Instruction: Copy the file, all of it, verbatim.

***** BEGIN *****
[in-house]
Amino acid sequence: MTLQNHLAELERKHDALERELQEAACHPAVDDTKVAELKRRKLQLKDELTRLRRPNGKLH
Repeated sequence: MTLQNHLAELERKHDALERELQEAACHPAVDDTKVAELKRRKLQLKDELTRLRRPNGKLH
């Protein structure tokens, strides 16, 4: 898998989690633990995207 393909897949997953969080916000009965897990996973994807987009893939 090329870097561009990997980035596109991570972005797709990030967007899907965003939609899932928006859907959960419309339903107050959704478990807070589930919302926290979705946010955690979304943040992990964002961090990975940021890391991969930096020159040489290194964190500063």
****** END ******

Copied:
[in-house]
Amino acid sequence: MTLQNHLAELERKHDALERELQEAACHPAVDDTKVAELKRRKLQLKDELTRLRRPNGKLH
Repeated sequence: MTLQNHLAELERKHDALERELQEAACHPAVDDTKVAELKRRKLQLKDELTRLRRPNGKLH
């Protein structure tokens, strides 16, 4: 898998989690633990995207 393909897949997953969080916000009965897990996973994807987009893939 090329870097561009990997980035596109991570972005797709990030967007899907965003939609899932928006859907959960419309339903107050959704478990807070589930919302926290979705946010955690979304943040992990964002961090990975940021890391991969930096020159040489290194964190500063």